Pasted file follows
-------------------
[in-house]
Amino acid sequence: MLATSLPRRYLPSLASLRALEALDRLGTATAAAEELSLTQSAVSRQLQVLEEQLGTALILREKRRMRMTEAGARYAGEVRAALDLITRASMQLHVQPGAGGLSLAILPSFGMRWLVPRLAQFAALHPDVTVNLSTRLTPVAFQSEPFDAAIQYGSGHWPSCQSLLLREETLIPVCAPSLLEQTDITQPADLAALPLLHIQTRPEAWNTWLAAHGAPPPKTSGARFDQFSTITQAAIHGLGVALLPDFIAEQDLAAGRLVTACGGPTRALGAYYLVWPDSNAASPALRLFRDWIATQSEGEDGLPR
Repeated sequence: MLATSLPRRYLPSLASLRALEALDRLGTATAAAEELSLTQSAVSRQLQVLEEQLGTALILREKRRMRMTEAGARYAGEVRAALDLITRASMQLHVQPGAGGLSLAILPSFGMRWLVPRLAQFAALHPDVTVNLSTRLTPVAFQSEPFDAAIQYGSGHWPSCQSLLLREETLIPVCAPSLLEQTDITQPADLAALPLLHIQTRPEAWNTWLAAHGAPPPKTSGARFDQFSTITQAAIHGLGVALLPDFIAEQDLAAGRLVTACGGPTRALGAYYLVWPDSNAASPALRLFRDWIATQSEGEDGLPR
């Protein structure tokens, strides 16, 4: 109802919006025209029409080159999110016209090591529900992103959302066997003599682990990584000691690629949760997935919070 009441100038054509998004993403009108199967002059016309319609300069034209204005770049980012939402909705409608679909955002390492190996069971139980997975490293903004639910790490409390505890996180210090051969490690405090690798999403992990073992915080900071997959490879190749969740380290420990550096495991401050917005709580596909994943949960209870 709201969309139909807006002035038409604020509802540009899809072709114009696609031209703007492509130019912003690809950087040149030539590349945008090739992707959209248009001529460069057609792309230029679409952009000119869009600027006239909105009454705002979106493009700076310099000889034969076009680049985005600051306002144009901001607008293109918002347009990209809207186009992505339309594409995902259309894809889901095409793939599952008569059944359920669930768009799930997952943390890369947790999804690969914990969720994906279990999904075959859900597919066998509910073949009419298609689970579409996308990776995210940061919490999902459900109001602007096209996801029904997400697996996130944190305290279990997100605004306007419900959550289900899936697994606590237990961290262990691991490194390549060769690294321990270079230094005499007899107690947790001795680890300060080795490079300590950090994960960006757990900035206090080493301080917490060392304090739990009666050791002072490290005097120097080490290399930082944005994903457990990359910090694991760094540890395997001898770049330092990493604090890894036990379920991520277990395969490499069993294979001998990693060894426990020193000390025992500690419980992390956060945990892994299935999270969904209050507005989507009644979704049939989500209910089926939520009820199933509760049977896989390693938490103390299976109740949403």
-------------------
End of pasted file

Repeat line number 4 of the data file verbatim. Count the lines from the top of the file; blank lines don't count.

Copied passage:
């Protein structure tokens, strides 16, 4: 109802919006025209029409080159999110016209090591529900992103959302066997003599682990990584000691690629949760997935919070 009441100038054509998004993403009108199967002059016309319609300069034209204005770049980012939402909705409608679909955002390492190996069971139980997975490293903004639910790490409390505890996180210090051969490690405090690798999403992990073992915080900071997959490879190749969740380290420990550096495991401050917005709580596909994943949960209870 709201969309139909807006002035038409604020509802540009899809072709114009696609031209703007492509130019912003690809950087040149030539590349945008090739992707959209248009001529460069057609792309230029679409952009000119869009600027006239909105009454705002979106493009700076310099000889034969076009680049985005600051306002144009901001607008293109918002347009990209809207186009992505339309594409995902259309894809889901095409793939599952008569059944359920669930768009799930997952943390890369947790999804690969914990969720994906279990999904075959859900597919066998509910073949009419298609689970579409996308990776995210940061919490999902459900109001602007096209996801029904997400697996996130944190305290279990997100605004306007419900959550289900899936697994606590237990961290262990691991490194390549060769690294321990270079230094005499007899107690947790001795680890300060080795490079300590950090994960960006757990900035206090080493301080917490060392304090739990009666050791002072490290005097120097080490290399930082944005994903457990990359910090694991760094540890395997001898770049330092990493604090890894036990379920991520277990395969490499069993294979001998990693060894426990020193000390025992500690419980992390956060945990892994299935999270969904209050507005989507009644979704049939989500209910089926939520009820199933509760049977896989390693938490103390299976109740949403």